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People living in high density areas struggle for isolation space


By Nyaradzo Nyere 

HARARE – When Hilda Kwaramba contracted Covid-19 she was shocked and didn’t know where she had contracted the disease.

What made her situation more difficult was her living conditions at her home. Kwaramba rents two rooms in Harare’s densely populated township of Highfield.

She shares the bathroom with two other families. Her two rooms were not sufficient for her to isolate herself as she stays with her husband and three children.

According to a research published on  Public Life of Science (PLOS) One, an international research platform, poor housing conditions have been linked with worse health outcomes and infectious disease spread.

“Counties with a higher percentage of households with poor housing had higher incidence of, and mortality associated with, COVID-19. These findings suggest targeted health policies to support individuals living in poor housing conditions should be considered in further efforts to mitigate adverse outcomes associated with COVID-19,” states the report

In the past years, overcrowding has been associated with spread of respiratory illnesses like tuberculosis and influenza which have aerosol and droplet transmissions, both of which are potential modes of transmission for COVID-19.

“When l tested positive, l was instructed by nurses at a local hospital to go home and self-isolate there. I do not drive a car neither do l own a home. My only option was to use public get transportation to get home,” she said.

hard choices

Kwaramba’s husband, Malcom, said it was a difficult decision they had to make but due to unavailability of personal transportation or other alternatives, they were left with limited options. 

“The home situation was even worse, how could l self-isolate when basic amnesties such as the bathroom and toilet were all shared. Additionally, l share my home with my family and we don’t have a lot of space,” she said.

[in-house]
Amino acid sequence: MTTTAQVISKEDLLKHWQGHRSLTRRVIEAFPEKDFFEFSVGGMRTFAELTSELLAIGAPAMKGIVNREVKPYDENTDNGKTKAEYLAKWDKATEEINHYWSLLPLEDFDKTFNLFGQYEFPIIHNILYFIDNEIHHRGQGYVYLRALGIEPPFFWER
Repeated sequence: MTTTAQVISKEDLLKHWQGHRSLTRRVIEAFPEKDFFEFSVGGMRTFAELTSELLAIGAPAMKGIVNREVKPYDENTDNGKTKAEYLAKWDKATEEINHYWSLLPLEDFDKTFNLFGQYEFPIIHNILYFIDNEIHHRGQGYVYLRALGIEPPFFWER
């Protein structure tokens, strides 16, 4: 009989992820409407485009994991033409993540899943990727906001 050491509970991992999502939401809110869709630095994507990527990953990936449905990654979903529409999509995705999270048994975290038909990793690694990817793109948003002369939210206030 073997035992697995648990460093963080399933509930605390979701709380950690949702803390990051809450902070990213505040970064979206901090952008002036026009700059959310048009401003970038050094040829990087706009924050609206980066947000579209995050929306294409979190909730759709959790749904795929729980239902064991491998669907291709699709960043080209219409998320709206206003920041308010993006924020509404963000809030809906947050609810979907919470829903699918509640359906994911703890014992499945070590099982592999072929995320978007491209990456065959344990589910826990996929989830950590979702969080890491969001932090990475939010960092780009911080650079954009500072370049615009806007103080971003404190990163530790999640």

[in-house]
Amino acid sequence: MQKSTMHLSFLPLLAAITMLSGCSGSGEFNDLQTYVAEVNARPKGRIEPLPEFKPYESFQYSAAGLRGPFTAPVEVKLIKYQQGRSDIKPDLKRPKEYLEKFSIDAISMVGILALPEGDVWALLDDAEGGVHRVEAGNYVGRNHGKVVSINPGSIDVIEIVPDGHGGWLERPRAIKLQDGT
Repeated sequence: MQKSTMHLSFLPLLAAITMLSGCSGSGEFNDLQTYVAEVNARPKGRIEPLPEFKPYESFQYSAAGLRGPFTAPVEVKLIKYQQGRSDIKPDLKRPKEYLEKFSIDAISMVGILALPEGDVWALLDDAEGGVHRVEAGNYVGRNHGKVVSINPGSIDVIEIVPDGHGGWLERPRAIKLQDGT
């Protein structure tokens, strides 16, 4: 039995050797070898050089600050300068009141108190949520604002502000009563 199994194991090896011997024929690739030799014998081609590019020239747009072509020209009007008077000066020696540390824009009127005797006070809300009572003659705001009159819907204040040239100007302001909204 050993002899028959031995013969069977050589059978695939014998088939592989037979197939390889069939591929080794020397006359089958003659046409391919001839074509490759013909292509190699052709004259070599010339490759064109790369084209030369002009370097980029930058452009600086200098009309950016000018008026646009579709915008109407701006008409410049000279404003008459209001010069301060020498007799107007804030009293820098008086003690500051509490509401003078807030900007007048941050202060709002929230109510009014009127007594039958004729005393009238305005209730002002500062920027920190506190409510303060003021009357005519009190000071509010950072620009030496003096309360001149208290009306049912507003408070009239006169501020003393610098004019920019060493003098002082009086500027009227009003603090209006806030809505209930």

Kwaramba said she had to use large dishes to bath and her husband had to sleep in the same room with her children.

“It was a very difficult and stressing period for us, she said. Luckily for her, none of her family contracted the disease.

The World Health Organisation (WHO) published housing and health guidelines in 2018, identifying poor housing related environmental risk factors including overcrowding, air and water quality, and lack of access to adequate plumbing and sanitation.

These were identified as factors contributing to the burden of infectious diseases including airborne respiratory illnesses.

“Another feature of poor housing conditions is high cost burden, defined as more than 50% of the household income spent towards housing cost. 

Households facing high housing cost in proportion to the household income have to compromise in other aspects of living, such as education, health insurance and food, among others. Prior studies have shown an association between high housing costs and delays in seeking healthcare,” states the PLOS One research.

In other well developed countries, volunteer quarantine centres have been set up to provide individuals who test positive for coronavirus with a place to self-isolate if they are not able to do so at home due to overcrowded housing conditions. 

Kwaramba said the government of Zimbabwe should take important steps to address health disparities and mitigate vulnerabilities to the virus.

“So many people are living in squalid conditions which are super spreaders of the disease, the government should quickly address these housing issues,” she said.

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